However Paul A. Silverstein, who is a Professor of Anthropology at Reed College, Oregon in the US, remains skeptical of the new bill recognising Tamazight as an official language. Ultimately, he believes, it all will depend on how it is implemented as to whether it can achieve what activists have been calling for. Moroccan state-driven actions have amounted to not much than a symbolic effect, at least in the past.
“And the symbolic effect is important,” Silverstein told Fanack Chronicle, “This is precisely the kind of signal that Amazigh speakers have been seeking, there’s been a claim for recognition for a very long time. The sea change is massive in Morocco… if you go back to the 1990s, or even the early 2000s, you were really risking something to express yourself publicly.” The question now, however, is how that translates into actual equality, Silverstein said. “I think there’s still a long way to go.”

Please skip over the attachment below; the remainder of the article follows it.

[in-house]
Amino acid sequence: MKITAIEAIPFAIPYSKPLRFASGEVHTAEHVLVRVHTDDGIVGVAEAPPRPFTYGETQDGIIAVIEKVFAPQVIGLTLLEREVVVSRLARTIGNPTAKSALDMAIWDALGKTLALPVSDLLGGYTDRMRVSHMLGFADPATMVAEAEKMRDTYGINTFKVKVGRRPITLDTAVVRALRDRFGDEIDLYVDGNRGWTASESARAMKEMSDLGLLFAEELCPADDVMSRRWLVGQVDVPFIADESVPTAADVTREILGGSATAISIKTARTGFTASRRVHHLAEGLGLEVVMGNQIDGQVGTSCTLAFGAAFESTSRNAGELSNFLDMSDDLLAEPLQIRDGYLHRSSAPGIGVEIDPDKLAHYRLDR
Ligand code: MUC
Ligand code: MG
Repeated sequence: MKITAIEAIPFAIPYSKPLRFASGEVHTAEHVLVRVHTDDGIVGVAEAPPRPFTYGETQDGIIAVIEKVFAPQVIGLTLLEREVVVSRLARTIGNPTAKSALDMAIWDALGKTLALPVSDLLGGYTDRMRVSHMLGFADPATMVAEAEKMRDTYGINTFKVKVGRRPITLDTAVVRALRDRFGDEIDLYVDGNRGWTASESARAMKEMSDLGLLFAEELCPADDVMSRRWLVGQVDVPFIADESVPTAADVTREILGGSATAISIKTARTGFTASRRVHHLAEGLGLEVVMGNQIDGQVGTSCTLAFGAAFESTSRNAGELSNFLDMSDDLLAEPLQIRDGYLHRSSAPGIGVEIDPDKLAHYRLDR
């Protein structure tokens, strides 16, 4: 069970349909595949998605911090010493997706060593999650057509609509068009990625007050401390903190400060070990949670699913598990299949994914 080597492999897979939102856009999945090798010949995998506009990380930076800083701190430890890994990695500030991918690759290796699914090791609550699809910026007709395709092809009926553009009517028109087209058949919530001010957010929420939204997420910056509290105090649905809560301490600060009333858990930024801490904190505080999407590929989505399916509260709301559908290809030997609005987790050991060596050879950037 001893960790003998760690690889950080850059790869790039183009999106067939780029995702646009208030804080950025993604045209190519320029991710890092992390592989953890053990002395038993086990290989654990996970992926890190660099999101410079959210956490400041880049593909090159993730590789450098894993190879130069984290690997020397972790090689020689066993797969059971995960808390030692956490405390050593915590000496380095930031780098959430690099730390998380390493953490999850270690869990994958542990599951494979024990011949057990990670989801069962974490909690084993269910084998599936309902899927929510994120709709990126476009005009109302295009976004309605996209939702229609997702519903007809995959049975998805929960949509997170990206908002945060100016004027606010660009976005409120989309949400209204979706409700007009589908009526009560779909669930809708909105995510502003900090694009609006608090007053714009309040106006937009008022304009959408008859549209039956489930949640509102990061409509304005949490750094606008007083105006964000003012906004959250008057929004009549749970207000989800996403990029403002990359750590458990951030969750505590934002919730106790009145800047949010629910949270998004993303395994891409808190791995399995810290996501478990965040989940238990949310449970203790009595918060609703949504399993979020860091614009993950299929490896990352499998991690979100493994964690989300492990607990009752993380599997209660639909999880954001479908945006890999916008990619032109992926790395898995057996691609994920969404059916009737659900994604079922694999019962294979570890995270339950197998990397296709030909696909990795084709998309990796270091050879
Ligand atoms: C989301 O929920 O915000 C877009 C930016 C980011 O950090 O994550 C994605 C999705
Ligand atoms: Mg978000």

There is also the fact that the version of the Tamazight language being incorporated into the education system is a standardised form of many Berber dialects. Moreover, it is now accompanied with the Tifinagh alphabet, which many Tamazight speakers still aren’t familiar with, having been accustomed to write the language in the Arabic or Latin alphabet. Therefore, it becomes yet another language that students have to learn.
In short, despite decades of activism towards incorporating Tamazight as an official language, whether the new legislative developments will accomplish what Amazigh activists consider equal application of Tamazight and Arabic languages is yet to be seen. Political efforts are being made to put in place something that will go beyond cosmetic symbolism. Yet there is plenty of pushback as well, which means the end-goal may still take some time to be reached.